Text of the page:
Date of Award
Doctor of Education
Special Education and Literacy Studies
Dr. George Haus
Dr. Sarah Summy
Dr. Jennipher Wiebold
This study uses Q Methodology and semi-structured interviews to examine general education teachers’ attitudes, beliefs and perceptions about inclusion of students with disabilities in their general education classrooms. As reported in the 38th Annual Report to Congress on the Implementation of the Individuals with Disabilities Act, 2016, 94.8% of students with disabilities are being educated in general education classrooms for some part of the school day (U.S. Department of Education, 2016). For this reason, it is important to understand general education teachers’ attitudes, beliefs and perceptions about the inclusion of students with disabilities.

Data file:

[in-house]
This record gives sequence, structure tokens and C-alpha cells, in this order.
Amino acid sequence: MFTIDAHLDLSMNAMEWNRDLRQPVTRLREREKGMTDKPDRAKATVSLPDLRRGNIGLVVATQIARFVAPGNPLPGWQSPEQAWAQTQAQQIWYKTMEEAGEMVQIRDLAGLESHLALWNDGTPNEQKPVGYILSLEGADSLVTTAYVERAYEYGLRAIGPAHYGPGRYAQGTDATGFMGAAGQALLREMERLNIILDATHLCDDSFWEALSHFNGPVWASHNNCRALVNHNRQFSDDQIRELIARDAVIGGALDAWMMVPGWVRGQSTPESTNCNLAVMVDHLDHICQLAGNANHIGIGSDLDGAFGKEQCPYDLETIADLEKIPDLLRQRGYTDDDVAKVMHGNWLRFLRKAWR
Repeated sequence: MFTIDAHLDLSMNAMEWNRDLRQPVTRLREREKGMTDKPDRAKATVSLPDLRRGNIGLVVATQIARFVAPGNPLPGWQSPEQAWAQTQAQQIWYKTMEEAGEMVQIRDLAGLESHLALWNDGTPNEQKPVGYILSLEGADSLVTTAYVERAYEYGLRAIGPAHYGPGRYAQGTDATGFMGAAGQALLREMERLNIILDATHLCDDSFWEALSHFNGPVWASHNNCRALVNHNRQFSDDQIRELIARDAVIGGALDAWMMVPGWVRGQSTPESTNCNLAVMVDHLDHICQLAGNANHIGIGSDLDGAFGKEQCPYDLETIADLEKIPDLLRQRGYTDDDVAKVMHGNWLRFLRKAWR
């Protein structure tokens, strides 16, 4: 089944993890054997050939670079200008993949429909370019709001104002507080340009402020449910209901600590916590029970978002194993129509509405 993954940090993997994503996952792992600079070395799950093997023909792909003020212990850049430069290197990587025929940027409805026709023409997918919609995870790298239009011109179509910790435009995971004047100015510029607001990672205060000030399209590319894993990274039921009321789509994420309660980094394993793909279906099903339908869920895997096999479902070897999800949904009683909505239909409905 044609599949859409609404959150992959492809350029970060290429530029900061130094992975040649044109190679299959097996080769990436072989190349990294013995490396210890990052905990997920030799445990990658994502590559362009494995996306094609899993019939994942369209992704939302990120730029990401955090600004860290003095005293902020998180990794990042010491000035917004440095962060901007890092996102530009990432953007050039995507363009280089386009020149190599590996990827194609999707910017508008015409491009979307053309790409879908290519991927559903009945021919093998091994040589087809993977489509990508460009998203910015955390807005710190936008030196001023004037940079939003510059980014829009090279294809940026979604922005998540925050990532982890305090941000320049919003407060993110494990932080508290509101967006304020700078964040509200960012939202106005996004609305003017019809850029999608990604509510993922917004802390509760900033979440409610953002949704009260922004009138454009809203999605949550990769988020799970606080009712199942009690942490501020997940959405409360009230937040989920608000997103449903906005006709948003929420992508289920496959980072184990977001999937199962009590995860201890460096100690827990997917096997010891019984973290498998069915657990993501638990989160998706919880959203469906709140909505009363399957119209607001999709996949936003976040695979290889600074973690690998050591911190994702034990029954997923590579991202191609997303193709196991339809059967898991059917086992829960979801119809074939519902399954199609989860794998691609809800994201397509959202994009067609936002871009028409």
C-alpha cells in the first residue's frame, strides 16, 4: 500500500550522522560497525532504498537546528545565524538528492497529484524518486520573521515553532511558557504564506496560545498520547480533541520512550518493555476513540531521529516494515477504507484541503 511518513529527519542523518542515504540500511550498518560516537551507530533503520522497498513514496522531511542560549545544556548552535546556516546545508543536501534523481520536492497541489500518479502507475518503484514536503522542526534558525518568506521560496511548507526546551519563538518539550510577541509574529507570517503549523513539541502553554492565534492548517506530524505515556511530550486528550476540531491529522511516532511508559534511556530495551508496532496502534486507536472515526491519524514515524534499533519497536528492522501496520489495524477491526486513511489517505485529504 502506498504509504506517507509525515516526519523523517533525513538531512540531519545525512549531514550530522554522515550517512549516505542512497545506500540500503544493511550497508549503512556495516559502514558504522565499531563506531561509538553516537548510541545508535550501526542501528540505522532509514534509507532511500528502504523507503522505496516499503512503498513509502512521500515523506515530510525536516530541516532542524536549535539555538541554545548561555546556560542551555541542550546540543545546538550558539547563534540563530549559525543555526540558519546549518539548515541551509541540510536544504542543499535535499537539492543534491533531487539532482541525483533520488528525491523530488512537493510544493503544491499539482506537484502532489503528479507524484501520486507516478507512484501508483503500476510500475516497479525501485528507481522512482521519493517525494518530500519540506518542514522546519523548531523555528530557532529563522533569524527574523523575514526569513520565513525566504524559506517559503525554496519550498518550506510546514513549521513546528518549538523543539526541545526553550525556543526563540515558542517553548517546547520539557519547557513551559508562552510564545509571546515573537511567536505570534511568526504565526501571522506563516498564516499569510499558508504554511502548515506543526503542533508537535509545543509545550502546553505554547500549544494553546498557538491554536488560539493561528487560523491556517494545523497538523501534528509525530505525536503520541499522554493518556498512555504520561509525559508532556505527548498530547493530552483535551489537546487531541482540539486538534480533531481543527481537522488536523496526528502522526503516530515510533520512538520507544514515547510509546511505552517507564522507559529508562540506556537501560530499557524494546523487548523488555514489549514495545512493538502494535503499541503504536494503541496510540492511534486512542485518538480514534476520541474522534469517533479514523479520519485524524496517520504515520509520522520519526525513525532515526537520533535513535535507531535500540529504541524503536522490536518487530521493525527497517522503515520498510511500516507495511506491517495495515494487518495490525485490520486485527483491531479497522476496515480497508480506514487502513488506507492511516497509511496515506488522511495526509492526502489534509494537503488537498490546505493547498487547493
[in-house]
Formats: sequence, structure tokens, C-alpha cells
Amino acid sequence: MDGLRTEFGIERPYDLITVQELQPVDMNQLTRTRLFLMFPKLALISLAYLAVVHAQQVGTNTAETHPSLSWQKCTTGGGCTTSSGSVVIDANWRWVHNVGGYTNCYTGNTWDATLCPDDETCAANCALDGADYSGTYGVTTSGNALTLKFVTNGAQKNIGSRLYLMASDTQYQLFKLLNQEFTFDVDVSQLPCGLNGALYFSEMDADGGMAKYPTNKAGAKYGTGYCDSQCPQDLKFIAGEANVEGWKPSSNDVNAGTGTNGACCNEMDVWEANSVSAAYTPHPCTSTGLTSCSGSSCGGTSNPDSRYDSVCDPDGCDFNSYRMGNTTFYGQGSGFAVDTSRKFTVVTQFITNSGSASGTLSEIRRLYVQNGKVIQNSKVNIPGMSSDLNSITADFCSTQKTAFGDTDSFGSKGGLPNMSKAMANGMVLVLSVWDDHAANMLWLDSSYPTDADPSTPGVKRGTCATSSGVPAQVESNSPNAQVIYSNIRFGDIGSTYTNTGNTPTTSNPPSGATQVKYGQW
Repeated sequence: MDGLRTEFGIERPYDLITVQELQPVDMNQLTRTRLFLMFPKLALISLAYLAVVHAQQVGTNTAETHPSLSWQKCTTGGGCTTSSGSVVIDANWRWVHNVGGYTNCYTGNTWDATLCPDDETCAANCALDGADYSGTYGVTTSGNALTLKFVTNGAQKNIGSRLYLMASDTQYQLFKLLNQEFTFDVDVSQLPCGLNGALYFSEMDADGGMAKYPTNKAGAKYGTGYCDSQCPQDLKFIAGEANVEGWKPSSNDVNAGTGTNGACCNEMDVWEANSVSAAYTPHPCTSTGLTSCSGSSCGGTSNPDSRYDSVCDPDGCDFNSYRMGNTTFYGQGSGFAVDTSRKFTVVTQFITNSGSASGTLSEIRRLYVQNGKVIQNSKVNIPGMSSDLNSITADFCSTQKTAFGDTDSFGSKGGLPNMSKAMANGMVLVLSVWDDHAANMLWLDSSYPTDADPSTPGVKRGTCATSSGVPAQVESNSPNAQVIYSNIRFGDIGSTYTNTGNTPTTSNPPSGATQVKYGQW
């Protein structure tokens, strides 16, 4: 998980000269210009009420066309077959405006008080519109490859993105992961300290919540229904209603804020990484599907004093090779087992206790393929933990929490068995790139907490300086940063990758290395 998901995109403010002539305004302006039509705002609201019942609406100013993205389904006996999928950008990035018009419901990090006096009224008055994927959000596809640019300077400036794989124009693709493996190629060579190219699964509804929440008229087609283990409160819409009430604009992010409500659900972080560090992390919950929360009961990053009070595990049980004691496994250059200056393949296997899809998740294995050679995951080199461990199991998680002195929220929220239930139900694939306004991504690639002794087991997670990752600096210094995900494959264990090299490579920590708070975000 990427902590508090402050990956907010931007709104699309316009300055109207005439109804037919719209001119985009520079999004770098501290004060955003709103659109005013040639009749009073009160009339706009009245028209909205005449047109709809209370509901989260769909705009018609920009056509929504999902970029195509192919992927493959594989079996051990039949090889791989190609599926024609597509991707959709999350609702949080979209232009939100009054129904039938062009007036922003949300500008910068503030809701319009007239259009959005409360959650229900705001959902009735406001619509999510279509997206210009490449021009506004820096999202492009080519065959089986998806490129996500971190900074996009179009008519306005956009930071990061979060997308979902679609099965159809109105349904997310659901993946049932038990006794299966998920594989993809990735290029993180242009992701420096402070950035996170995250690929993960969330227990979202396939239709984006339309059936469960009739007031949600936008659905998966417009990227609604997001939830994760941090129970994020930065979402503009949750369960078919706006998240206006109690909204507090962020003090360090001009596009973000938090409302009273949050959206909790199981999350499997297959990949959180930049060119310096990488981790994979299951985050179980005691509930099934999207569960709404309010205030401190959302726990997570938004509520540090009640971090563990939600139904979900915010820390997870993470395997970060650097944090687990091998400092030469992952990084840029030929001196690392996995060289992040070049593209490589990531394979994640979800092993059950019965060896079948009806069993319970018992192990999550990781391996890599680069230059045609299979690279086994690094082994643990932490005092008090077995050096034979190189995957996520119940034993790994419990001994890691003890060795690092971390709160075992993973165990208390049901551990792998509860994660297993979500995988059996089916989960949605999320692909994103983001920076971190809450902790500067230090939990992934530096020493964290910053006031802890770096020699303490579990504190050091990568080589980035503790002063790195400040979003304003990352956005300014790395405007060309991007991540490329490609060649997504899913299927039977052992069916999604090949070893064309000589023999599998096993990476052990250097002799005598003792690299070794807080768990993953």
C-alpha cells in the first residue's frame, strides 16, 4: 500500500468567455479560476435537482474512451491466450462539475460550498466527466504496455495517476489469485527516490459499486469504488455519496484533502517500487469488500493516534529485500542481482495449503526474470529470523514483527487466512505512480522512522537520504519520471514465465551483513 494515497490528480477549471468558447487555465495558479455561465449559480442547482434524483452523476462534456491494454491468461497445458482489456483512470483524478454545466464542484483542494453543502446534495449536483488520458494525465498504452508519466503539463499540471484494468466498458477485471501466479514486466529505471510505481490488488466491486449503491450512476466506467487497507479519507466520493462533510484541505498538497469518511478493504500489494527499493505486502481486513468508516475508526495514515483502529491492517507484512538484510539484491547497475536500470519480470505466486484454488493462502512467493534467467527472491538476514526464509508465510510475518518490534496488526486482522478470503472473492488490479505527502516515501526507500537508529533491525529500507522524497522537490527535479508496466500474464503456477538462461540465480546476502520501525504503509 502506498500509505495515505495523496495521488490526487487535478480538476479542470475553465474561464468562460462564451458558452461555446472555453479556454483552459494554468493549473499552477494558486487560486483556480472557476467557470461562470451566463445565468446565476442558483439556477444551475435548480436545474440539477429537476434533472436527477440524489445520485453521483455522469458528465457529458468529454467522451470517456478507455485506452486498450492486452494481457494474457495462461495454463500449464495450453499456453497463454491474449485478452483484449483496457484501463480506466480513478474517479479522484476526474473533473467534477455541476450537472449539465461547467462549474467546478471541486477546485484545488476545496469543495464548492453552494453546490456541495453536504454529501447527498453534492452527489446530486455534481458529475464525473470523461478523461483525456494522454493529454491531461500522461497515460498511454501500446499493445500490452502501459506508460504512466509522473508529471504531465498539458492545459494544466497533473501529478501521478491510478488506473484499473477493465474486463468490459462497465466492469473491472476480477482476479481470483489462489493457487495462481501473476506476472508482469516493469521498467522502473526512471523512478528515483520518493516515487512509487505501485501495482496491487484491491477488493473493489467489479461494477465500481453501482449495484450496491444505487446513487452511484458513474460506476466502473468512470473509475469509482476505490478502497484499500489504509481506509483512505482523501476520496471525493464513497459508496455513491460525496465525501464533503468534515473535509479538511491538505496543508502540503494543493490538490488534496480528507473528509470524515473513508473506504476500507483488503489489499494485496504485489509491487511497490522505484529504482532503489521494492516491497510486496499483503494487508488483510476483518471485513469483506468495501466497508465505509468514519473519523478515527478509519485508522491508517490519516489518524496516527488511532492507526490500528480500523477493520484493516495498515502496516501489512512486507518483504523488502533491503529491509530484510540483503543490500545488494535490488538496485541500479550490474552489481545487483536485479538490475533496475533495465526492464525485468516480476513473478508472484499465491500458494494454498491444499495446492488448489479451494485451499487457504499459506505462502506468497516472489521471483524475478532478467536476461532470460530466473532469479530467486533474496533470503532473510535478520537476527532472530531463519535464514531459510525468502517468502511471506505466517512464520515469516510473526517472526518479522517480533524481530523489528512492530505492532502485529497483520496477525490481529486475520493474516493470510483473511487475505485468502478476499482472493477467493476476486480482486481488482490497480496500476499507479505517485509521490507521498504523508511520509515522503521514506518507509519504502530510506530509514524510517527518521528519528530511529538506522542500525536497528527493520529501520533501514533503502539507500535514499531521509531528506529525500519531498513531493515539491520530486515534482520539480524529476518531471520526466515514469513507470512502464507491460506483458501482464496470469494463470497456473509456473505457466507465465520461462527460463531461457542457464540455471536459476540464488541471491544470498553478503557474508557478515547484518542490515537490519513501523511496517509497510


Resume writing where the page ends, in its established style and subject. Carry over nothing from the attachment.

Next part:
In this study there were 50 Q sort statements describing the spectrum of attitudes about inclusion. The study included 15 voluntary participants who are general education teachers at the middle school level. The Q sort data was analyzed using PQMethod software (Release 2.35; Schmolck, 2014). This analysis resulted in three distinct points of view about inclusion: Believers, Non-Believers and True Believers. The Believers and True believes both supported full inclusion. Believers felt the need for more professional development on inclusive practices. The Non-Believers did not support full inclusion for all students with disabilities. The findings suggest that more professional development on inclusive practices is necessary to ensure that all general education teachers are properly prepared to support students with disabilities in their general education classrooms.
Monje, Larry D., "General Education Teachers’ Attitudes about Inclusion" (2017). Dissertations. 3102.